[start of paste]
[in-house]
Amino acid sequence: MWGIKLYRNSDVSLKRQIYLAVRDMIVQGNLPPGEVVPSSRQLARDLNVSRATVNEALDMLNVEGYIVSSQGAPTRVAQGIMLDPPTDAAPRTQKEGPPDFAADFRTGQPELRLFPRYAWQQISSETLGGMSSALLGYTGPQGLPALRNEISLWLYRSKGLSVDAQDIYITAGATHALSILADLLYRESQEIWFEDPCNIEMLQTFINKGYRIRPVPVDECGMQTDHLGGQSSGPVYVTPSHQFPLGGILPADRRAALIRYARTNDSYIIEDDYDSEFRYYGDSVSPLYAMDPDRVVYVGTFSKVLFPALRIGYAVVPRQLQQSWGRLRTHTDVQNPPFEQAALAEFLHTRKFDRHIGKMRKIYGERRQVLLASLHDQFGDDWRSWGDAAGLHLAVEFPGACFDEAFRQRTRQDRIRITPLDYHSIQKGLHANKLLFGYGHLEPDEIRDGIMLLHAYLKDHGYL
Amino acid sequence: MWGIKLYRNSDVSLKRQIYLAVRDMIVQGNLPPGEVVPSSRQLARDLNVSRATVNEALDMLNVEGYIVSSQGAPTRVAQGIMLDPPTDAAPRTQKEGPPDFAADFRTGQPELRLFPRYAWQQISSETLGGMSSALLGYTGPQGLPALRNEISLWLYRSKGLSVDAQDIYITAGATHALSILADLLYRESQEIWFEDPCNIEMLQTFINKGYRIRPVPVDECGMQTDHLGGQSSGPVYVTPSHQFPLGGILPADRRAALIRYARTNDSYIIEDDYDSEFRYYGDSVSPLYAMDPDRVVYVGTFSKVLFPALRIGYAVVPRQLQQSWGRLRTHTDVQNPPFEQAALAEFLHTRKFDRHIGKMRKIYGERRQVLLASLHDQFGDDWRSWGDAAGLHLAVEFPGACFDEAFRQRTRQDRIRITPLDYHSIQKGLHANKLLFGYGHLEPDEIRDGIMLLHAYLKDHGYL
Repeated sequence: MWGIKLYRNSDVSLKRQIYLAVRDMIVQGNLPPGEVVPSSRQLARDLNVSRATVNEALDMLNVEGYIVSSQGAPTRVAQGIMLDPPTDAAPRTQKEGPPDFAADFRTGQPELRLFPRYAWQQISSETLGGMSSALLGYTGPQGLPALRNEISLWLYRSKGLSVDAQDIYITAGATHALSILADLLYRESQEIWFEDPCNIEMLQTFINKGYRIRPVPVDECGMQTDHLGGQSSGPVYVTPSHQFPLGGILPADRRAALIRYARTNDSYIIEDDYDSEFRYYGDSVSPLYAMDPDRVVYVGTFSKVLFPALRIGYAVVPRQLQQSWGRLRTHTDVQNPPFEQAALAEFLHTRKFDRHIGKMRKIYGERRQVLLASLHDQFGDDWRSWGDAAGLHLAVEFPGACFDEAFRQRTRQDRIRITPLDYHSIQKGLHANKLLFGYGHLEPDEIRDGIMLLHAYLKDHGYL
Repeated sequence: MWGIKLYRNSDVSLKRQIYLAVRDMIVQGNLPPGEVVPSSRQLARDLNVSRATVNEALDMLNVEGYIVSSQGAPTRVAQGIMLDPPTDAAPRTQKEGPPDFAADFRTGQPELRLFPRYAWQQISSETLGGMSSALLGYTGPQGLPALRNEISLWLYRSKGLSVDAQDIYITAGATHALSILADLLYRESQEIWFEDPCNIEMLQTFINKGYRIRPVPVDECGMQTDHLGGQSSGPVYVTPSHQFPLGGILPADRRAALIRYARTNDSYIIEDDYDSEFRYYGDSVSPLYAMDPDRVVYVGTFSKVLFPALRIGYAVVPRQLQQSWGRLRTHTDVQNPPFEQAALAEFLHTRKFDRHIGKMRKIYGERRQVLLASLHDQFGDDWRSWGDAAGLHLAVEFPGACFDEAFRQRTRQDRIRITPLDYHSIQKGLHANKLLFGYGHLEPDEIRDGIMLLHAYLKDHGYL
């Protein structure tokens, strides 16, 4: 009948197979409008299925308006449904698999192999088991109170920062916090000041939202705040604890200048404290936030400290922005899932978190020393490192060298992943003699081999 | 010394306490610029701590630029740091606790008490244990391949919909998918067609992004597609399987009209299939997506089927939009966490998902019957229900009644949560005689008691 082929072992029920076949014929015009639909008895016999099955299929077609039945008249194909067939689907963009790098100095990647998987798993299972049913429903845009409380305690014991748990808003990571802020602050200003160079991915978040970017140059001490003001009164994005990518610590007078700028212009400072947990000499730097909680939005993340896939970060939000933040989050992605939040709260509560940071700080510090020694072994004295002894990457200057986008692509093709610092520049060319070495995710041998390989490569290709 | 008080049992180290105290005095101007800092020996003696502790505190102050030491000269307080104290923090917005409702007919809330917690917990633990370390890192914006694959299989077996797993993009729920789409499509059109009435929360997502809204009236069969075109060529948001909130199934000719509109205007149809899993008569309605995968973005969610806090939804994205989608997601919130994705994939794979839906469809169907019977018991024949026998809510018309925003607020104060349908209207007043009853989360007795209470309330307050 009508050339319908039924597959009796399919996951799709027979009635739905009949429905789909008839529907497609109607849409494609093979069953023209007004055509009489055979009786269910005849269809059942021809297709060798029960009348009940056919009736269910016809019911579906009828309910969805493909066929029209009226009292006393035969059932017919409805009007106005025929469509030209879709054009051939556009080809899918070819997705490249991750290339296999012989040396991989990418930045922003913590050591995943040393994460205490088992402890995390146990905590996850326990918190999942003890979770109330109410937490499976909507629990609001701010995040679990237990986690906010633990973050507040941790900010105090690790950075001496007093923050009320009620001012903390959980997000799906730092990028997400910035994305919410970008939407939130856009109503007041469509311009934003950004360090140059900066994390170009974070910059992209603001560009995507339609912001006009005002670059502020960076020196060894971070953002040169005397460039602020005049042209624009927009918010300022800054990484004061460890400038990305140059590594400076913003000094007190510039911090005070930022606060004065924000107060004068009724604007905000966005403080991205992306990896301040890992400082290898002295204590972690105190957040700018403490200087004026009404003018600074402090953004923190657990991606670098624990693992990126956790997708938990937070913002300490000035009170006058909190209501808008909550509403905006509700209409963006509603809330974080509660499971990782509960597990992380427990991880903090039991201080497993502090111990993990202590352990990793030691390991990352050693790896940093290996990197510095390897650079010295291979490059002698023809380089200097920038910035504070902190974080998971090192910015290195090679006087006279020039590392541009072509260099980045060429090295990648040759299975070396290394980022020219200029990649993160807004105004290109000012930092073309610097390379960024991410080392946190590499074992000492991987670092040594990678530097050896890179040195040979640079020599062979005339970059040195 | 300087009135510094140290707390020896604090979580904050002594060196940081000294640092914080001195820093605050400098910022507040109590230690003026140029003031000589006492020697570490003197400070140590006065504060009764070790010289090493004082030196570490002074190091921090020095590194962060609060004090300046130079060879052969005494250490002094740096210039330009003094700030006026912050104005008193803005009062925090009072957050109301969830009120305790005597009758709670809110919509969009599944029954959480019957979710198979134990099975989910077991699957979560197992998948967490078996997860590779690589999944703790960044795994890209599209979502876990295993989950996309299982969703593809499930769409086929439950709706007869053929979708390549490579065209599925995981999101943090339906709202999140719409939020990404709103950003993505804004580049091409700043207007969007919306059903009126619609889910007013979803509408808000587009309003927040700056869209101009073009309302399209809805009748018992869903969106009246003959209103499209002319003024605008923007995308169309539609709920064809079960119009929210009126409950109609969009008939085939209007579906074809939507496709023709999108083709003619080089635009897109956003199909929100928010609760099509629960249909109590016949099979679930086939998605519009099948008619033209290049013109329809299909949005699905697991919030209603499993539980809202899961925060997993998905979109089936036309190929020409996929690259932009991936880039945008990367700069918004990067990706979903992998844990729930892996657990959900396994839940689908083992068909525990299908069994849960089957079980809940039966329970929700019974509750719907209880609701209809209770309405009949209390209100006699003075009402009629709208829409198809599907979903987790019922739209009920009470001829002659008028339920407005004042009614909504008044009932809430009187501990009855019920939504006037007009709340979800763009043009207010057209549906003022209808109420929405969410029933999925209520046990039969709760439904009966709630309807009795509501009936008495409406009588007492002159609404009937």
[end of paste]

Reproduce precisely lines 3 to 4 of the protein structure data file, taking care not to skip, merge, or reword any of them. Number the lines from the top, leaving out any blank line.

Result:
Amino acid sequence: MWGIKLYRNSDVSLKRQIYLAVRDMIVQGNLPPGEVVPSSRQLARDLNVSRATVNEALDMLNVEGYIVSSQGAPTRVAQGIMLDPPTDAAPRTQKEGPPDFAADFRTGQPELRLFPRYAWQQISSETLGGMSSALLGYTGPQGLPALRNEISLWLYRSKGLSVDAQDIYITAGATHALSILADLLYRESQEIWFEDPCNIEMLQTFINKGYRIRPVPVDECGMQTDHLGGQSSGPVYVTPSHQFPLGGILPADRRAALIRYARTNDSYIIEDDYDSEFRYYGDSVSPLYAMDPDRVVYVGTFSKVLFPALRIGYAVVPRQLQQSWGRLRTHTDVQNPPFEQAALAEFLHTRKFDRHIGKMRKIYGERRQVLLASLHDQFGDDWRSWGDAAGLHLAVEFPGACFDEAFRQRTRQDRIRITPLDYHSIQKGLHANKLLFGYGHLEPDEIRDGIMLLHAYLKDHGYL
Repeated sequence: MWGIKLYRNSDVSLKRQIYLAVRDMIVQGNLPPGEVVPSSRQLARDLNVSRATVNEALDMLNVEGYIVSSQGAPTRVAQGIMLDPPTDAAPRTQKEGPPDFAADFRTGQPELRLFPRYAWQQISSETLGGMSSALLGYTGPQGLPALRNEISLWLYRSKGLSVDAQDIYITAGATHALSILADLLYRESQEIWFEDPCNIEMLQTFINKGYRIRPVPVDECGMQTDHLGGQSSGPVYVTPSHQFPLGGILPADRRAALIRYARTNDSYIIEDDYDSEFRYYGDSVSPLYAMDPDRVVYVGTFSKVLFPALRIGYAVVPRQLQQSWGRLRTHTDVQNPPFEQAALAEFLHTRKFDRHIGKMRKIYGERRQVLLASLHDQFGDDWRSWGDAAGLHLAVEFPGACFDEAFRQRTRQDRIRITPLDYHSIQKGLHANKLLFGYGHLEPDEIRDGIMLLHAYLKDHGYL